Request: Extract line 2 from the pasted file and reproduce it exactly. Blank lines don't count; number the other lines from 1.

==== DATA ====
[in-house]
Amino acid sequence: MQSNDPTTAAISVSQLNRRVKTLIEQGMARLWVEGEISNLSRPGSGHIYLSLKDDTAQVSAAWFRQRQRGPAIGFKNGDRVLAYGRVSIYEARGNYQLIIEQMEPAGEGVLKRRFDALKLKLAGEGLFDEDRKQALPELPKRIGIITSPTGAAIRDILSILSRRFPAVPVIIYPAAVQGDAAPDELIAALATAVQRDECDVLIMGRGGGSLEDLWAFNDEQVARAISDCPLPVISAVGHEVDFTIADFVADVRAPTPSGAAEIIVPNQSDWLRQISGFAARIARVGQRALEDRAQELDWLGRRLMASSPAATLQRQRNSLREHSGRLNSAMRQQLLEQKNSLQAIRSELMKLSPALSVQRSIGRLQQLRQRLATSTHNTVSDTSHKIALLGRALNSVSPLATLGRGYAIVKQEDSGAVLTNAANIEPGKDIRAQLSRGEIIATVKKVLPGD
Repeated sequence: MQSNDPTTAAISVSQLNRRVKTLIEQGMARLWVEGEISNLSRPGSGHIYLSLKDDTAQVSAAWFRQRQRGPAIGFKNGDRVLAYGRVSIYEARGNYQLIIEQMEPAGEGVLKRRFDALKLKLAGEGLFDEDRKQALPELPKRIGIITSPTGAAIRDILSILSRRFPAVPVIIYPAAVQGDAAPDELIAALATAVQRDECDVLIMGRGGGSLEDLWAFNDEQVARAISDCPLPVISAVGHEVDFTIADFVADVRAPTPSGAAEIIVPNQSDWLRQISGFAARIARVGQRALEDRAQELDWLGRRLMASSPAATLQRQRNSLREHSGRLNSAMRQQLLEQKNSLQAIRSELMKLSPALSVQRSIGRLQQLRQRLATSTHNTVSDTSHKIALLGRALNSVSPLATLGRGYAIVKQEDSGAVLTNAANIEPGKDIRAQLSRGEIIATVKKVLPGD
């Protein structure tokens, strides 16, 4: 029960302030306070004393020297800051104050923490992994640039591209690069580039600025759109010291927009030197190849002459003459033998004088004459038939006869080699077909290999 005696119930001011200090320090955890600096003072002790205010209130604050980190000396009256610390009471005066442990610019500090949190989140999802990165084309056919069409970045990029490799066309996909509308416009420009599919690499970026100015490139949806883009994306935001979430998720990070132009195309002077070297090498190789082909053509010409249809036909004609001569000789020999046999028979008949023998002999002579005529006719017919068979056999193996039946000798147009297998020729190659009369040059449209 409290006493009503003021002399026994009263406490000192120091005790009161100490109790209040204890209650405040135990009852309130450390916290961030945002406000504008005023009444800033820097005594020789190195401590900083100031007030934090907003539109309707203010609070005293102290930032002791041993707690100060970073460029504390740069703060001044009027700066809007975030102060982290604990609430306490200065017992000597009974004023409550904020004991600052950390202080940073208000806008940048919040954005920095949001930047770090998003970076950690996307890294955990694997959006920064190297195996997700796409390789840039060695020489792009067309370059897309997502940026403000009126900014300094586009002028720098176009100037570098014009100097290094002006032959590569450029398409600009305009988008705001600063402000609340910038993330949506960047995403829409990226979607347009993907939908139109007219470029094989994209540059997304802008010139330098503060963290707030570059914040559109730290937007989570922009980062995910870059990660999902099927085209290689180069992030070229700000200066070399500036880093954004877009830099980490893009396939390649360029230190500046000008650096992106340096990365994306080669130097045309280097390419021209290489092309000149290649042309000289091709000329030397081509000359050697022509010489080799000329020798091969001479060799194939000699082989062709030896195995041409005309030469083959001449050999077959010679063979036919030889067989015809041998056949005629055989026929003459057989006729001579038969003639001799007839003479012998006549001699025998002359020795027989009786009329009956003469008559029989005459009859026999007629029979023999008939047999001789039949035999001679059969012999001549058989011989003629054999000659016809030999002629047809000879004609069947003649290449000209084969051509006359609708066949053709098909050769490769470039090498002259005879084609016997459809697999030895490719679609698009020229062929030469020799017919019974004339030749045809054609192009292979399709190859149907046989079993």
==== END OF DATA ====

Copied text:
Amino acid sequence: MQSNDPTTAAISVSQLNRRVKTLIEQGMARLWVEGEISNLSRPGSGHIYLSLKDDTAQVSAAWFRQRQRGPAIGFKNGDRVLAYGRVSIYEARGNYQLIIEQMEPAGEGVLKRRFDALKLKLAGEGLFDEDRKQALPELPKRIGIITSPTGAAIRDILSILSRRFPAVPVIIYPAAVQGDAAPDELIAALATAVQRDECDVLIMGRGGGSLEDLWAFNDEQVARAISDCPLPVISAVGHEVDFTIADFVADVRAPTPSGAAEIIVPNQSDWLRQISGFAARIARVGQRALEDRAQELDWLGRRLMASSPAATLQRQRNSLREHSGRLNSAMRQQLLEQKNSLQAIRSELMKLSPALSVQRSIGRLQQLRQRLATSTHNTVSDTSHKIALLGRALNSVSPLATLGRGYAIVKQEDSGAVLTNAANIEPGKDIRAQLSRGEIIATVKKVLPGD